If the proposed project is not expected to generate new net trips or a very low number of new trips during either the morning or evening peak periods the requirement to analyze one or both of these periods may be waived by the Public Works Director or designee. Where the traffic peak hour in the study area occurs during a time period other than the normal commuting morning or afternoon peak periods of the adjacent street network, or occurs on a weekend, or if the proposed project has unusual peaking characteristics, these peak hours must also be analyzed.
- Roadway Link Counts (hourly for 72 hours)shall be collected on the links most impacted by the proposed development
The traffic volumes for the analysis hours should be adjusted for the peak season. Use of seasonal adjustment factors should be approved by the Public Works Director or designee.
- Signals location, timing and signal operating plan (SOP).
- Traffic signals shall be identified by Miami-Dade County Asset ID. Existing signal timing and operating plan shall be utilized in the analysis
- Committed developments
- All committed developments (any project currently under construction or in any stage of the official development review process) within the study area shall be quantified. If quantifiable data cannot be obtained, an alternative method will be to apply an annual growth factor, developed according to accepted professional practice, in consultation with and approved by the Public Works Director or designee.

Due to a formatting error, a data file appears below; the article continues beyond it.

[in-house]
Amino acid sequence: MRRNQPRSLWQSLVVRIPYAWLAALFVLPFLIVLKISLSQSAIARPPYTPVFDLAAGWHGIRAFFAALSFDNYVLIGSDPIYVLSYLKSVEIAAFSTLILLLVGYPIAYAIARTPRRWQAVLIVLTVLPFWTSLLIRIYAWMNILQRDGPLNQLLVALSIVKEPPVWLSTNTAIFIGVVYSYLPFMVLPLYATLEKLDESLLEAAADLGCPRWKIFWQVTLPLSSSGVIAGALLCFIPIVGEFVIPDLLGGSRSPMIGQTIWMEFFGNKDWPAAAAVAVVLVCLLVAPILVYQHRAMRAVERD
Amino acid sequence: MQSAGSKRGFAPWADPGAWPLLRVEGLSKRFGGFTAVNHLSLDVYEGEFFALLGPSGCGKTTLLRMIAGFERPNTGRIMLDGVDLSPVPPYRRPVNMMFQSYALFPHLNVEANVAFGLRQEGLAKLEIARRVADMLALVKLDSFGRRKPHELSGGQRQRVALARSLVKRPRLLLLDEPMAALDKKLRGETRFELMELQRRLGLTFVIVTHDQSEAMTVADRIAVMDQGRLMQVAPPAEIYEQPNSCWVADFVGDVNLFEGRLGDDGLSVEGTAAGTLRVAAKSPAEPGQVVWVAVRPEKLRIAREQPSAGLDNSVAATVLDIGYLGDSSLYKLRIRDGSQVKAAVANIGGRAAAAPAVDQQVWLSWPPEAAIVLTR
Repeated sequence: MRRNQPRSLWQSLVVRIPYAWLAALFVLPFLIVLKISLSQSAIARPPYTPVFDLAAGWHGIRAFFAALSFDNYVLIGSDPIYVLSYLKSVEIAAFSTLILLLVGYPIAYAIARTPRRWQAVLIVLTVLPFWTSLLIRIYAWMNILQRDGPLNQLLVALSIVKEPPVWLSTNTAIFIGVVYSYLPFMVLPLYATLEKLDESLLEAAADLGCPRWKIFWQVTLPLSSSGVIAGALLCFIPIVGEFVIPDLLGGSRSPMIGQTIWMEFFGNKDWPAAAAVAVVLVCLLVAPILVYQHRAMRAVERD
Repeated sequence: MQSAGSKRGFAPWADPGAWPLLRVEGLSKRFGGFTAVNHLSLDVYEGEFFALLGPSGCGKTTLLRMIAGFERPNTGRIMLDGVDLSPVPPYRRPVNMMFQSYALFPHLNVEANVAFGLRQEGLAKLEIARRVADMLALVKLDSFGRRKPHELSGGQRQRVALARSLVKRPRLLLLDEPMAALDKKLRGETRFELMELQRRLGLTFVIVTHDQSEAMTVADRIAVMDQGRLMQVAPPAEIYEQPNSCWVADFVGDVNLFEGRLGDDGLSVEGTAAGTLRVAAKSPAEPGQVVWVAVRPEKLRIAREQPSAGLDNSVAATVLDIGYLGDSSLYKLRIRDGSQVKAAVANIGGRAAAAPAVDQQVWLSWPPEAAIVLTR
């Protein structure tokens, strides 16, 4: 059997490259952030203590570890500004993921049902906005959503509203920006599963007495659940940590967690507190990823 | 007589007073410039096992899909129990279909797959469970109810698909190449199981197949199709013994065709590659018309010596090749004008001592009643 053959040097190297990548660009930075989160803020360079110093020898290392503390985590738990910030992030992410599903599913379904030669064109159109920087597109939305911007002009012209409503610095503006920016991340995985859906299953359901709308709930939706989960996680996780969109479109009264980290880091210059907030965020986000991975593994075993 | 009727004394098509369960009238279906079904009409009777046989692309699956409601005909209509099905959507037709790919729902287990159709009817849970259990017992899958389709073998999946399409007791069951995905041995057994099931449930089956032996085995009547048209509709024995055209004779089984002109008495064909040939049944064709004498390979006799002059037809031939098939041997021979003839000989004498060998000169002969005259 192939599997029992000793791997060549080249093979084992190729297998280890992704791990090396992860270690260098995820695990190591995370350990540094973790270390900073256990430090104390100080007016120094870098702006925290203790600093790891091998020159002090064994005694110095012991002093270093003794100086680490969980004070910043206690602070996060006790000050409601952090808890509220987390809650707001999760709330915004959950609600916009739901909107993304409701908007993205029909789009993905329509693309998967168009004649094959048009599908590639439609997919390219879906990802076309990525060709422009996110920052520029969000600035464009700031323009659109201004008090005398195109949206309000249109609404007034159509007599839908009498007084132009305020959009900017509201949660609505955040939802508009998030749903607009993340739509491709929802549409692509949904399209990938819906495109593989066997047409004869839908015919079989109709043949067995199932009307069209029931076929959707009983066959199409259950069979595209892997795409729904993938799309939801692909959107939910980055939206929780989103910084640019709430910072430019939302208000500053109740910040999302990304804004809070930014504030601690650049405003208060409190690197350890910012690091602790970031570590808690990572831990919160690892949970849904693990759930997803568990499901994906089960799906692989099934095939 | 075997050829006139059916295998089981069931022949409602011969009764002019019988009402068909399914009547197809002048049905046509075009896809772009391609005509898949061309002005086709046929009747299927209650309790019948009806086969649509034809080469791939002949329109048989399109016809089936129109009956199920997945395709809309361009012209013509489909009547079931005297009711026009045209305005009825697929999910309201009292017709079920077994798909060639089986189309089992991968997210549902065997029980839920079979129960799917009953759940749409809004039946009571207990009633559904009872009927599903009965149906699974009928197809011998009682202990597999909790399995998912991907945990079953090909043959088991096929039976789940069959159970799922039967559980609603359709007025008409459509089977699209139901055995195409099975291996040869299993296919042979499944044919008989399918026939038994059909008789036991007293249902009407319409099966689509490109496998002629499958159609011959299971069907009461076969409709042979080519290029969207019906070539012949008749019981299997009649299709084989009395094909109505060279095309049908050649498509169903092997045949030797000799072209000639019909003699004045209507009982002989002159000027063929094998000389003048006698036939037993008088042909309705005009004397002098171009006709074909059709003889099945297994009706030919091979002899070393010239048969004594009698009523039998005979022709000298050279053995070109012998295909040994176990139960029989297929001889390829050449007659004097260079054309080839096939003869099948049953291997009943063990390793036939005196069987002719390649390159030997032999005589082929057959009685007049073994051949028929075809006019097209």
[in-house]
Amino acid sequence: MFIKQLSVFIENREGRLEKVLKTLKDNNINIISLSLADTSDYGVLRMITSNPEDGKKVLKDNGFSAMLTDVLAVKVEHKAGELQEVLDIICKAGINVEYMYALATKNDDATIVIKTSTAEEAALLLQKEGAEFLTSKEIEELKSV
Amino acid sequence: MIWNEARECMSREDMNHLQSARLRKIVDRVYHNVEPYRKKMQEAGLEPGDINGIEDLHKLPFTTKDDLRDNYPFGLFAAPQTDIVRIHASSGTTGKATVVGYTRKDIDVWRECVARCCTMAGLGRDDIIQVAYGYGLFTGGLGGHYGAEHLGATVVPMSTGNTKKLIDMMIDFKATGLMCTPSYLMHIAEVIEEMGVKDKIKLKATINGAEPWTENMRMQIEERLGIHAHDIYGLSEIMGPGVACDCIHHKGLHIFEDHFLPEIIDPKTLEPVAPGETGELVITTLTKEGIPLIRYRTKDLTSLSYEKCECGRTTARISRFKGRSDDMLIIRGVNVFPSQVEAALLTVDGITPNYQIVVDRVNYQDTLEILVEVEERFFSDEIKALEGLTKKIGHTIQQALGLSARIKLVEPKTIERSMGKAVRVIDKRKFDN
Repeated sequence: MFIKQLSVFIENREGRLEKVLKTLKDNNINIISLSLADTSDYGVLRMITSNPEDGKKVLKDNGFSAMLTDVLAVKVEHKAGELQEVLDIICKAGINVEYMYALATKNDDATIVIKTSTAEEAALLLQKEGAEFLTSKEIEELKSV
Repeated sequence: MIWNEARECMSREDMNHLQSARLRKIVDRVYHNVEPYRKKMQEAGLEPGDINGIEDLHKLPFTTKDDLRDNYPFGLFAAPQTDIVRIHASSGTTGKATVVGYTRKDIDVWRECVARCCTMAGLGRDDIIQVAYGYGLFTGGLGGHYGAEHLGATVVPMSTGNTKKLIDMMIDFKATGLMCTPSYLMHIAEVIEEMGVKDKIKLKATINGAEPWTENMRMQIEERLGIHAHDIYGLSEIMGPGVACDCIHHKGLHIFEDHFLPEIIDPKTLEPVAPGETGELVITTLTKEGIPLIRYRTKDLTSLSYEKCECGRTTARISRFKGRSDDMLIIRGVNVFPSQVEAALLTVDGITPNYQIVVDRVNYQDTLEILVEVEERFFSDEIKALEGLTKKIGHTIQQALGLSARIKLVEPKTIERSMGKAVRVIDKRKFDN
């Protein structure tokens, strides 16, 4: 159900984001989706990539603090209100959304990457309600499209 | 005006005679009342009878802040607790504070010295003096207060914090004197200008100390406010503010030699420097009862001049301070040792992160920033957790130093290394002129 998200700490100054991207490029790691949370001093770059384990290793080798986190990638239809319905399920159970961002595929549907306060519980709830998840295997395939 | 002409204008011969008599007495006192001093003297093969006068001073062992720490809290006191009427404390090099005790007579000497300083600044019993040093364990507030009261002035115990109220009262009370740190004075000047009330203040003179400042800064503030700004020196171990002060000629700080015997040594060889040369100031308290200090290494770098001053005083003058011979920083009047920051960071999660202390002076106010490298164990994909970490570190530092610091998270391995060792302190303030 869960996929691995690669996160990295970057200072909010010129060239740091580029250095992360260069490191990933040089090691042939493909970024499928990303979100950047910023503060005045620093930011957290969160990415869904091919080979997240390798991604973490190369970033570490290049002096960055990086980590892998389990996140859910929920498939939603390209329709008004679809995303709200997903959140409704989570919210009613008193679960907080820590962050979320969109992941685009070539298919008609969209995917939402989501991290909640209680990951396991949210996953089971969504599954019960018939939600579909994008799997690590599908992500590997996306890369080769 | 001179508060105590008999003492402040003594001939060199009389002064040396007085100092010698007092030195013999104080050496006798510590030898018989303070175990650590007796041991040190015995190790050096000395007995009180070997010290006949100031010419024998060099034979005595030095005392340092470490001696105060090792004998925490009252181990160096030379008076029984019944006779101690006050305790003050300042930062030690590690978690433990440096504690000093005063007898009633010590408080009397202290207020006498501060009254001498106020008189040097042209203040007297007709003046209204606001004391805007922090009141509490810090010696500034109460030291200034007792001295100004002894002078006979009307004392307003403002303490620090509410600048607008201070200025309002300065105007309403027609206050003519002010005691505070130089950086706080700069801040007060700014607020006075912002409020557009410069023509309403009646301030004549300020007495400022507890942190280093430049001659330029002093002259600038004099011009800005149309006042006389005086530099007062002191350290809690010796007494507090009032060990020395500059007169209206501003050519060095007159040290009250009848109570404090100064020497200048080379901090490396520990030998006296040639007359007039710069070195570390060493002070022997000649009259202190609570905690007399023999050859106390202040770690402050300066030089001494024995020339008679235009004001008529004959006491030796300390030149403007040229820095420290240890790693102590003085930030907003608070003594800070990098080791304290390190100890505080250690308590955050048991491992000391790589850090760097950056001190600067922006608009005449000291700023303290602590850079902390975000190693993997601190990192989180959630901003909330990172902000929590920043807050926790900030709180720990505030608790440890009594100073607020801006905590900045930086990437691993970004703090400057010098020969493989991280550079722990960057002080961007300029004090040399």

- Project trip generation
- Trip generation shall be estimated using the latest edition of Institute of Traffic Engineering (ITE) Trip Generation Handbook/Manual
- Trip Distribution shall begin by defining the traffic analysis zone (TAZ) number for the project location. Project trips will be distributed and assigned to the study area using the cardinal distribution data for the project’s TAZ from the current adopted Miami-Dade Long Range Transportation Plan (LRTP).
- Future transportation projects
- Future transportation projects which add capacity to the network shall be quantified. These must be approved and funded projects within the TPO’s adopted Transportation Improvement Program (TIP) or improvements to the transportation system programmed by the City or State or private forces included in the most recent Capital Improvement Program
- Build out year
- Represents a date in the future in which the facility/development will be operational. It shall be used as the date for future conditions analysis. Full occupancy and build-out shall be assumed for single-phase developments. Multi-phase developments may require assessment of up to three horizon year corresponding to key phases as directed by the Public Works Director or designee.